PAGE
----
I observed a few other changes since last year. Sadly, though sci-fi and fantasy really blazed across the sky in 2006 (The Prestige, Pan’s Labyrinth, Children of Men, The Fountain, Lunacy, The Science of Sleep, Renaissance), it kind of fizzled in 2007 (Paprika, Grindhouse, I Am Legend and Sunshine provided sustenance, but didn’t fully satisfy my craving). Meanwhile documentaries actually managed to catch my eye and qualify as a couple of the year’s sleeper hits. Though not as important as 2006’s “An Inconvenient Truth,” both “Darius Goes West” and “King of Kong: A Fistful of Quarters” admirably explored tight-focus, personal quests.

A few last, quick statistics: of my top ten movies 2 were foreign films, 4 Hollywood and 4 indie. Depending on your definition, 6 or 7 of the films could be construed as genre efforts (albeit with plenty of combining and undermining).

Anyway, I should mention some criteria for the lists above. Basically, no movie that appeared on my 2006 list is eligible even if the film didn’t receive wide release until 2007. Two films, “Fine Dead Girls” (2002) and “Tears of the Black Tiger” (2000) only got a US release in 2007, but they were actually made much earlier. I am fond of stretching the “year” quite a bit to accommodate the vagaries of distribution and personal laziness, but these ones fall outside my limits. For the curious, “Tears of the Black Tiger” would have made it into the top 10.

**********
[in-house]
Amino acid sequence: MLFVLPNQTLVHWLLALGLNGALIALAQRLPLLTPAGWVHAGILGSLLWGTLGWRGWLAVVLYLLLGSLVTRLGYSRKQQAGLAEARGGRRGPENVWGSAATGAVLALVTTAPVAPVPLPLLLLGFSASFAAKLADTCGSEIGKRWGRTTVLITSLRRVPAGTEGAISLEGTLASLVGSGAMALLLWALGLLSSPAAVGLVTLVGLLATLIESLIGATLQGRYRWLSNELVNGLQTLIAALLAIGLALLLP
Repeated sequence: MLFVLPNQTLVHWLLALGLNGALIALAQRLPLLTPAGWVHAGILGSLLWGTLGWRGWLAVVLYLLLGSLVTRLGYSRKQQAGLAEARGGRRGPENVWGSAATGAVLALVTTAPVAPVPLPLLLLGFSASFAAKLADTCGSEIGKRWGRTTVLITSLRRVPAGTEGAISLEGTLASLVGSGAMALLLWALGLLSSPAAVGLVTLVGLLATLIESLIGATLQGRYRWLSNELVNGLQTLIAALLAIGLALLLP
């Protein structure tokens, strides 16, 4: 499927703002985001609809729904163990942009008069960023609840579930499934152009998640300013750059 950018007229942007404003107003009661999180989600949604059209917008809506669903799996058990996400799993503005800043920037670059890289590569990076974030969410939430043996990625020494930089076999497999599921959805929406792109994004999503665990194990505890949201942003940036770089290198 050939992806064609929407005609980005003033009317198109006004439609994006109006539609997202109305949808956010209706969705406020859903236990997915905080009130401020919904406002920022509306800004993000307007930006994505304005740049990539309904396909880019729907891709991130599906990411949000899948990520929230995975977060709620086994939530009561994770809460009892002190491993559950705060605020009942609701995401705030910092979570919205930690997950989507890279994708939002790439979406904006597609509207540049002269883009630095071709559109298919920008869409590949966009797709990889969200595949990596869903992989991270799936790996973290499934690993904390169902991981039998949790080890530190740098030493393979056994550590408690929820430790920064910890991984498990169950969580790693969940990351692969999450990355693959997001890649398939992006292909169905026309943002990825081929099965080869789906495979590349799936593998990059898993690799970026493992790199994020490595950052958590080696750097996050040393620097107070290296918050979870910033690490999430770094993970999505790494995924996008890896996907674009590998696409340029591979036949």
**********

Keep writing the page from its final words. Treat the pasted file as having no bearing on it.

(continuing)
The reviews that follow are just short pieces for the top ten films. Longer reviews on St. Louis International Film Festival showcases can be found elsewhere on the Film Walrus.


10. Hot Fuzz:
A British action-movie/cop-parody that knows how to juggle telling a story with making fun of it. A wide-range of comedy and conspiracy told at a siren-blasting pace while remaining slyly self-aware.

9. Ploy:
A sensual dream-state reverie that grapples with the mystical core beneath normal life that is at once more complicated and more interesting than simple love. Thai director Pen-Ek Ratanaruang continues to stay relevant with his ambient, affecting cross-culturalism.

8. Persepolis:
An adaptation of a true Iranian coming-of-age graphic novel with the whole dramatic spectrum starkly set to black and white. It’s one of those blends of personal and universal truths that works like a rambling tragicomic summary of life on Earth.

7. 3:10 to Yuma:
Somewhere in the shady territory between classical and revisionist westerns comes this action-packed, high-intensity thriller about a desperate rancher and deadly killer forced into traveling stand-off. The fine acting and skilled execution without all the epic self-aggrandizement bring an old genre back to life.

6. Michael Clayton: